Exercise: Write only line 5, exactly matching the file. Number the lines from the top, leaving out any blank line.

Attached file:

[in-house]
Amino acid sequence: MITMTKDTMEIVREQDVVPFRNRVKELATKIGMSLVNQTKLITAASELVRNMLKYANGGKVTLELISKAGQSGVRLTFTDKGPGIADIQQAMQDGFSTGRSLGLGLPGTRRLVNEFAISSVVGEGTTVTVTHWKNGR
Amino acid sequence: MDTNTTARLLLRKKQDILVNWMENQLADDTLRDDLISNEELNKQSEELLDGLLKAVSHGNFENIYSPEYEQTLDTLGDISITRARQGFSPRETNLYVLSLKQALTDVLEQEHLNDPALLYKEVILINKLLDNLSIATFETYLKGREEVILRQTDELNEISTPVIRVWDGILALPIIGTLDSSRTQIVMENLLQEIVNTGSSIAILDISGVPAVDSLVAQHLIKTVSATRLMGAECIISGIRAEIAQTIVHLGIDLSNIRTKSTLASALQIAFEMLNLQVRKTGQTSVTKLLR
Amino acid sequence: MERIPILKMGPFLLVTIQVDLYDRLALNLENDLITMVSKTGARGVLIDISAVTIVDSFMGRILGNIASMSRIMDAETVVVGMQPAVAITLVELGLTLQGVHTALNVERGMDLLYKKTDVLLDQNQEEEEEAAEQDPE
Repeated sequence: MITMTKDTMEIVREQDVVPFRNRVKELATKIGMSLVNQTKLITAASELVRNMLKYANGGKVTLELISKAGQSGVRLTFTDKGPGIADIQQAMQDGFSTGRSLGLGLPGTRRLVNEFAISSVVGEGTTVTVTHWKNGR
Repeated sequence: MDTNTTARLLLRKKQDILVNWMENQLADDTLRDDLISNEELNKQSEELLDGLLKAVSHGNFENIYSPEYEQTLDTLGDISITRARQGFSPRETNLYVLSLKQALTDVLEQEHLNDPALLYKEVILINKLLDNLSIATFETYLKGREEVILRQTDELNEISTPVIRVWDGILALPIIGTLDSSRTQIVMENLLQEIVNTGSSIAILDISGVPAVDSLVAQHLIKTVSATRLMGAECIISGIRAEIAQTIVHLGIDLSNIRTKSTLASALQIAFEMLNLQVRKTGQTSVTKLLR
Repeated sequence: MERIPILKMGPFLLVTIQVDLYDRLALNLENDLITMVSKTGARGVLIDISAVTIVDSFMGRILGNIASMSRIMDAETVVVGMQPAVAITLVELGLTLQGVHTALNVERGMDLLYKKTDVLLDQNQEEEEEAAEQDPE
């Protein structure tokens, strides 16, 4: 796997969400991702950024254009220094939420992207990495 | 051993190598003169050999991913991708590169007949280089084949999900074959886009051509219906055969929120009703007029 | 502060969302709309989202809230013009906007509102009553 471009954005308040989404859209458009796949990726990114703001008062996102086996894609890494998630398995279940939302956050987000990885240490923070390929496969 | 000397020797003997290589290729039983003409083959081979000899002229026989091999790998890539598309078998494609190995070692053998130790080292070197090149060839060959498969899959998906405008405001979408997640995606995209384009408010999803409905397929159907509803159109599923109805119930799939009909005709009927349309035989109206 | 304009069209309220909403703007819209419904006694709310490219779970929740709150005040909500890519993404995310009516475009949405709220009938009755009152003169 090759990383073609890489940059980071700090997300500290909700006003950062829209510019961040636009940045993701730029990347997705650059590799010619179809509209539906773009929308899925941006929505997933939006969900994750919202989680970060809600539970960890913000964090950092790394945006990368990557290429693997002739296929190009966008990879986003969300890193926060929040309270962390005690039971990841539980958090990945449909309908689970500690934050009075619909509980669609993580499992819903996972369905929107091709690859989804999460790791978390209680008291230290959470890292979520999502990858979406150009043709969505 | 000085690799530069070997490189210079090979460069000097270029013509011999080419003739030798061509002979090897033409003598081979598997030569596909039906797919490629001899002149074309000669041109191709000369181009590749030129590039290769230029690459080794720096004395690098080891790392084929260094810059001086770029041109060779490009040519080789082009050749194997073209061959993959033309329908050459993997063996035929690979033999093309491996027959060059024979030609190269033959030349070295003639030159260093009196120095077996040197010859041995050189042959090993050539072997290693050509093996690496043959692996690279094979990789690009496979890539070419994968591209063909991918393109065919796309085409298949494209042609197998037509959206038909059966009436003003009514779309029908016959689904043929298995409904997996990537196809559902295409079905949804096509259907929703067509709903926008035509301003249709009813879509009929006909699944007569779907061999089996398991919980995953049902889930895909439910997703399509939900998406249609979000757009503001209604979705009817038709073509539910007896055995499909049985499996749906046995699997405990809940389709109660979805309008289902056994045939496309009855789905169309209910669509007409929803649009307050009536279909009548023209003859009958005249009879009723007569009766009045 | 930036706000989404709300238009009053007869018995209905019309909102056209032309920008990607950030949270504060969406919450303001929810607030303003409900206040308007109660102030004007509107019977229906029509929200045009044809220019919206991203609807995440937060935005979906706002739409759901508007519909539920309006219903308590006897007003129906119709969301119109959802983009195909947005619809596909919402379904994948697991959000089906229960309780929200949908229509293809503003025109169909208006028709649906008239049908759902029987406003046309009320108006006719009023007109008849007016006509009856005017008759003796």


Repeated sequence: MITMTKDTMEIVREQDVVPFRNRVKELATKIGMSLVNQTKLITAASELVRNMLKYANGGKVTLELISKAGQSGVRLTFTDKGPGIADIQQAMQDGFSTGRSLGLGLPGTRRLVNEFAISSVVGEGTTVTVTHWKNGR